Christiania, an autonomous 1,000-strong community in Copenhagen, was once known predominantly for its tolerance of drugs (production, sale and use of), not for its artisan bakeries, but the scene is changing.
These days you’re more likely to get a whiff of organic bread baking than wacky baccy, as I discover on a food tour of the Danish capital.
Other areas have cleaned up their acts, too. Vesterbro, located just outside the city centre, was once dense with slaughterhouses, butchers’ shops, market halls and brothels. It’s still gritty, but now brims with independent cafes, restaurants and micro-breweries, and can take much of the credit for transforming this city into one of Europe’s most exciting food hubs.
Colourful: The hip community of Christiania is becoming well-known for its artisan bakeries. Pictured is the entrance to the district
A ‘smorrebrod’ at Aamanns 1921 restaurant – which Kate describes as ‘a sleek place tucked off the pedestrianised shopping street of Stroget’
I’m staying at Scandic Kodbyen, which has an interior that gives more than a passing reference to its meatpacking history.
Vegetarians and vegans might prefer to book elsewhere as you’ll find tabletops that look like sliced salami, illuminated glass wall panels of blood red marbled meats, and steak patterned carpets.
An early evening stroll takes me along the streets of Slagterboderne (meaning Butcher’s Stalls) and Flaesketorvet (Flesh Square) to the epicentre of the neighbourhood — the old meatpacking area of Kodbyen (Meat City), where you’ll find the Kodbyens Fiskebar restaurant. It was among the first eateries to move in and help transform the area, and its basic decor hasn’t stopped it making The Michelin Guide.
‘In Denmark we say dum som en torsk (stupid as a codfish),’ my waiter tells me. ‘But for a stupid fish, it’s delicious and our special for today.’ My lightly smoked cod comes with hand cut chips and a spicy remoulade.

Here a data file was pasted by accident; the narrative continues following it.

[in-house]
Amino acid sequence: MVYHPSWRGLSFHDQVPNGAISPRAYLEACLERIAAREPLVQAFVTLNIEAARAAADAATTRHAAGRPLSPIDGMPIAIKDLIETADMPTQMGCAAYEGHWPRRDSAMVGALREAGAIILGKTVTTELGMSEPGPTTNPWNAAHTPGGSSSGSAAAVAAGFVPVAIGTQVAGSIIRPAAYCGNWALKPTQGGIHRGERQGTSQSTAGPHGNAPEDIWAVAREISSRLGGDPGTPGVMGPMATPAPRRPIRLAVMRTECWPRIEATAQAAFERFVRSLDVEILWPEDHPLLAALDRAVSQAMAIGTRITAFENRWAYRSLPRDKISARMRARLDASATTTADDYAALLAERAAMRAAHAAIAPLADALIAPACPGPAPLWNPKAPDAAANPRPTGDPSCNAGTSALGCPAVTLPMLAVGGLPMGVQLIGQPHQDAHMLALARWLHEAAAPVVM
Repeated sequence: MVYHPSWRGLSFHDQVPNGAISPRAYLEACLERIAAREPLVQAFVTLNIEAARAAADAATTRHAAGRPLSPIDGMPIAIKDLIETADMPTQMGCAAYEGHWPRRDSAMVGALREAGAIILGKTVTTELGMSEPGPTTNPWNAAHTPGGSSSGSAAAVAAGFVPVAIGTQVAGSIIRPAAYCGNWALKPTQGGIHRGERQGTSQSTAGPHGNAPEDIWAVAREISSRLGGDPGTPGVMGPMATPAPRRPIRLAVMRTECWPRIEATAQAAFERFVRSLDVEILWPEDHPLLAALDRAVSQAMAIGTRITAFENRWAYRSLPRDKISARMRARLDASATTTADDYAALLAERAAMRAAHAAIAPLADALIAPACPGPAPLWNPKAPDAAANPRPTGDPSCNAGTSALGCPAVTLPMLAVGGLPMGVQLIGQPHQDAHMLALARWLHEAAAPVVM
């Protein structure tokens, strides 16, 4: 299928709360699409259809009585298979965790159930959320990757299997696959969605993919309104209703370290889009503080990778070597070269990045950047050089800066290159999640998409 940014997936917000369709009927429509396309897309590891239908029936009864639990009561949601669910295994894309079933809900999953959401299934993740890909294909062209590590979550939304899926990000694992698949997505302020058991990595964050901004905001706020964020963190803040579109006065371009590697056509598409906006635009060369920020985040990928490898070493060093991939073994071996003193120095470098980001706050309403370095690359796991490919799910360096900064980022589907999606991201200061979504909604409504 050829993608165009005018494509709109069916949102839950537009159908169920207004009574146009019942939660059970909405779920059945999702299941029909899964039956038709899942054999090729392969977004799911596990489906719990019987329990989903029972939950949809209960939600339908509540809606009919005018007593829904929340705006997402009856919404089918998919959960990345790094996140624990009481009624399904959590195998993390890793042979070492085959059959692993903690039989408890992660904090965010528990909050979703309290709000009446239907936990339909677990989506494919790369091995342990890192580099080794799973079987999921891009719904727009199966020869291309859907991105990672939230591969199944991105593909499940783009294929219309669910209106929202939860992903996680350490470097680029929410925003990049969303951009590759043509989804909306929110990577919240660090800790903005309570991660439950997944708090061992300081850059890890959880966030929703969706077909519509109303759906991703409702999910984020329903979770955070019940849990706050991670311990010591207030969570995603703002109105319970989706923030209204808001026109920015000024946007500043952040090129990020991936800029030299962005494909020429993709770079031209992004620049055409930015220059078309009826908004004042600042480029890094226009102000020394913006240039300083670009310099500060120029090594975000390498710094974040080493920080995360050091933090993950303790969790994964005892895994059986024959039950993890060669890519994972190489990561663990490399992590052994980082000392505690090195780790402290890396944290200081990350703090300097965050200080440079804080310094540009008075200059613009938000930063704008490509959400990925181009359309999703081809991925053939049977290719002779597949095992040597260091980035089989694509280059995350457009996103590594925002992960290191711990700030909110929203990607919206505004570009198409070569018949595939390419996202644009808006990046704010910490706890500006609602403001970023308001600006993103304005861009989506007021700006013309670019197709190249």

Nearby Fleisch is a working butcher’s shop with a restaurant that offers a meaty seven-course tasting menu and, for hardcore carnivores, a homemade organic bourbon infused with bacon.
Elsewhere in the city, I go in search of the Danish staple — the smorrebrod (open sandwich), discovering it being dragged into the 21st century at Aamanns 1921, a sleek place tucked off the pedestrianised shopping street of Stroget (don’t miss designer Georg Jensen’s beautiful shop and Royal Copenhagen’s flagship store and museum), where I order mine with a cured salmon and blackcurrant topping.
Graffiti-sprayed Norrebro was ranked by Time Out as one of the world’s coolest neighbourhoods, now more gourmet than ghetto thanks to places like Kiin Kiin, the only Thai restaurant (outside of Thailand) which has a Michelin star.
A street in Norrebro, which was ranked by Time Out as one of the world’s coolest neighbourhoods
No food trail would be complete without a graze around high-end Torvehallerne covered food market.
These twin glass halls are a showcase for Danish fare from small-scale farms and producers.
Try mild liquorice slathered in dark chocolate at chocolatier Xocolatl; head to Glean for velvety vegan cream buns; and at Surroundings & Friends, a Nordic deli, you can pull up a stool, order a charcuterie board, a local Borghgedal beer and watch the hungry world go by.
Between the halls is a flower market where well-heeled ladies come to buy elegant bouquets and buskers strum guitars.
Back at Scandic Kodbyen, I order a Sweyn Forkbeard Nr. 3 (a Viking inspired cocktail made from fennel-infused gin, mead, milk thistle and honey) in Bar Mor. Skal (cheers), the bartender calls to me, as I worry briefly about the kilos I surely must have gained.
Strangely though, my belt just needs the smallest of adjustments — testament not to the quantity, but to the quality of all I’d devoured.